Why Our Shirts Do Not Empower Girls November 01 2018

My nine year old daughter ran her first 5k race last weekend in hard rain and strong winds and came in third place out of twelve kids in the coed 11 and under age category.  She came home cold and wet but bursting with excitement and thoroughly proud of herself.  Next month our town is hosting another holiday themed race with both a one mile fun run option for kids and a 5k option. She decided she’s going to run the 5k again because in her words, “I already know that I can come in second place running a mile but next time maybe I can come in second place running a 5k.” 

She is not a girl that needs to be empowered.

Marley Dias was 11 years old when a simple question from her mother set her on a whole new path. Her mom asked, "If you could change one thing, what would it be?” Marley had just finished reading "Brown Girl Dreaming" by Jacqueline Woodson, and felt embraced by a book where "black girls' stories mattered." So her answer to her mom was that she wanted more kids to read books with black girls as the main characters. From there she launched #1000BlackGirlBooks, a campaign to collect and donate 1,000 books with black girl protagonists. Today she has donated over 9,000 books and authored one of her own.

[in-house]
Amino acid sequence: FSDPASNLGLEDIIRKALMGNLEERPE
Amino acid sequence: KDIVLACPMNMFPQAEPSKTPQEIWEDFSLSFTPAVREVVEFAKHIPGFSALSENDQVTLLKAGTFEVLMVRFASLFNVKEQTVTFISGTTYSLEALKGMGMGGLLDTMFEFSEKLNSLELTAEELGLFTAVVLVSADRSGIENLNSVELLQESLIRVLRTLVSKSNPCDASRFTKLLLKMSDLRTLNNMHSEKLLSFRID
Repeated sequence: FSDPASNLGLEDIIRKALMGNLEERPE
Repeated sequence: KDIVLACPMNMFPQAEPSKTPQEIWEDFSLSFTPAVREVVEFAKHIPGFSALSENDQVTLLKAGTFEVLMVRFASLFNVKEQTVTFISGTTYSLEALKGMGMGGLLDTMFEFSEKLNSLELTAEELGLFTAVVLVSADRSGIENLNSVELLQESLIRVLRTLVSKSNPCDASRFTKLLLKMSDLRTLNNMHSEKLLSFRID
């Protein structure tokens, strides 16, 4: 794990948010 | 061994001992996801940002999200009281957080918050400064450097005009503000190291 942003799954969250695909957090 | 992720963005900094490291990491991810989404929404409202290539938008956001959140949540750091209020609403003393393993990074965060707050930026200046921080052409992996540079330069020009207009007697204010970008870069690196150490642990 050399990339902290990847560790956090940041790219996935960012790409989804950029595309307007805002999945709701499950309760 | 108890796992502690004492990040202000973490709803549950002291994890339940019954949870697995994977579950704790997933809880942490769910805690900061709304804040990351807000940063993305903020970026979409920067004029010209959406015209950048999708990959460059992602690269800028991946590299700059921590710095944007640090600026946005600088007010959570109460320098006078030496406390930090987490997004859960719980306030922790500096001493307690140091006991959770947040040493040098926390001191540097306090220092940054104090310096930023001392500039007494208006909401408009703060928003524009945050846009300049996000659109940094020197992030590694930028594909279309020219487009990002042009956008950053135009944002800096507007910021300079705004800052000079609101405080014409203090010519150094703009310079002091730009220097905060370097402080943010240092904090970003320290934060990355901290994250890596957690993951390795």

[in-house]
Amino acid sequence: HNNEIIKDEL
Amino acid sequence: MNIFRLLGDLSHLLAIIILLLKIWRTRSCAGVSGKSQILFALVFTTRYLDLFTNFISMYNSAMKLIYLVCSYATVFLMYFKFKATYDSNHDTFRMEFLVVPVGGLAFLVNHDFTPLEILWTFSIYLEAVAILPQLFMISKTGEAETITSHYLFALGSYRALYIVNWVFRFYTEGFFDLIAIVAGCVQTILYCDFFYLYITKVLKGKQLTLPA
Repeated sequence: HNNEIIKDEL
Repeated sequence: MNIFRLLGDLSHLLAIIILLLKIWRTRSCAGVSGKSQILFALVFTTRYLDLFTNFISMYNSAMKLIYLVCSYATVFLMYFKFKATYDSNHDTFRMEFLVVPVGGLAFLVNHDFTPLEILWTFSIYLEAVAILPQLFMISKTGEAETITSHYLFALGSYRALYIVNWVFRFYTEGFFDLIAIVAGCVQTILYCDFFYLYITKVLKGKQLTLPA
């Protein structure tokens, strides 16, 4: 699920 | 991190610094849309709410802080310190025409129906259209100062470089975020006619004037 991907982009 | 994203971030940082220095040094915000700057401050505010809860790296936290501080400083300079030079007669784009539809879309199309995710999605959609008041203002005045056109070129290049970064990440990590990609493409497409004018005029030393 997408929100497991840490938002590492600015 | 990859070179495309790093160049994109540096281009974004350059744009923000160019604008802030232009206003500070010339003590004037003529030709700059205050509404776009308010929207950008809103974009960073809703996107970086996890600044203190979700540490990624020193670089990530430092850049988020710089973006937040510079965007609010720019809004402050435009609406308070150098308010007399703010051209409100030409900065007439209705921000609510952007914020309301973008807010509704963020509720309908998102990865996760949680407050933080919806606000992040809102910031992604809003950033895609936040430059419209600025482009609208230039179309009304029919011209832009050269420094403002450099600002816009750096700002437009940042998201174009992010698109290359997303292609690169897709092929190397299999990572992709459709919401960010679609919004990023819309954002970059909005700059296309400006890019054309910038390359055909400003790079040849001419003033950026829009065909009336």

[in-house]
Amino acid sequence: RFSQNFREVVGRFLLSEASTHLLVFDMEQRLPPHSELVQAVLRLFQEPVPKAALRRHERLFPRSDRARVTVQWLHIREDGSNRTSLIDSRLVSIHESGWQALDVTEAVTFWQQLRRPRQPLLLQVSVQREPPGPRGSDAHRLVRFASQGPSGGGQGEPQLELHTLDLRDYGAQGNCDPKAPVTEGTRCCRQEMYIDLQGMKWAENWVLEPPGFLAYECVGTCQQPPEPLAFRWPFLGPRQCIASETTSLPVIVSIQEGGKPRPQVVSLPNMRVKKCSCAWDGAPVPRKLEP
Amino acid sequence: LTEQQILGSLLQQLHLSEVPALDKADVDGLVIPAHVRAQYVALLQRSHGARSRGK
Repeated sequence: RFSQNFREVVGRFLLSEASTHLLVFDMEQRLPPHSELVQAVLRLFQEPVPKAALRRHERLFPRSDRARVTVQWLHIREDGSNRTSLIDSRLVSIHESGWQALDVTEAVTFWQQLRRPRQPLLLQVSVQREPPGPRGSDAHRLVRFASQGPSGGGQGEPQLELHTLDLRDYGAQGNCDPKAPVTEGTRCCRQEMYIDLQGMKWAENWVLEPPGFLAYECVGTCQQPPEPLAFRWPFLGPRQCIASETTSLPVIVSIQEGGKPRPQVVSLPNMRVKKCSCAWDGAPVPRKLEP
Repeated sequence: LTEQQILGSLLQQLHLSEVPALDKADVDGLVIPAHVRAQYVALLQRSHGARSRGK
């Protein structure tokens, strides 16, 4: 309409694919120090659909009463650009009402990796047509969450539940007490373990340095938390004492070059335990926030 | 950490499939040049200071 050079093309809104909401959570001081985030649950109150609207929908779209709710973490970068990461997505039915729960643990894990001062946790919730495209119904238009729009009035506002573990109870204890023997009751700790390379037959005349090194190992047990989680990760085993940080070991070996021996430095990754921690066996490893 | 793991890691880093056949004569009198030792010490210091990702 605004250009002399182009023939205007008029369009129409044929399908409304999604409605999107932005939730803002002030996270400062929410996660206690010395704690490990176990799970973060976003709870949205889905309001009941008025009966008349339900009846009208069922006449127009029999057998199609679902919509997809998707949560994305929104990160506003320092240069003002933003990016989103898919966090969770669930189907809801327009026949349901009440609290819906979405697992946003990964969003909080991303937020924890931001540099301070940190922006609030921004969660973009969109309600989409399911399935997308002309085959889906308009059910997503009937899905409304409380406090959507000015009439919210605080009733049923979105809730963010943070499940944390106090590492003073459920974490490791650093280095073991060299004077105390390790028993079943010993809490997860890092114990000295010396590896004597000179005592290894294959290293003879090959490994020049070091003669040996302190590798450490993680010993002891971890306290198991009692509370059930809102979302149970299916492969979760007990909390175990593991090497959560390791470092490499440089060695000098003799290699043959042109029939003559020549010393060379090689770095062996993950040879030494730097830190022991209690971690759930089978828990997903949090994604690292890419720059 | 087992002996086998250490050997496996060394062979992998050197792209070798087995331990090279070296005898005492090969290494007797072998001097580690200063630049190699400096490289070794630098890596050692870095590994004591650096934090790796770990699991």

She is not a girl that needs to be empowered.

Mari Copeny was only eight years old when she wrote a letter to President Obama asking him to meet with her and others regarding the Flint water crisis. At that time she was already known as Little Miss Flint because of work she had already done advocating for the children of Flint. Now, by the ripe old age of 11, she has raised $10,000 to provide a thousand Flint students with backpacks and school supplies then and raised an additional $16,000 so that 750 underprivileged children could imagine themselves as superheroes while watching Black Panther. She has spoken at the UN, is a Women’s March Youth Ambassador, and has not once stopped fighting for the children of Flint.

She is not a girl that needs to be empowered.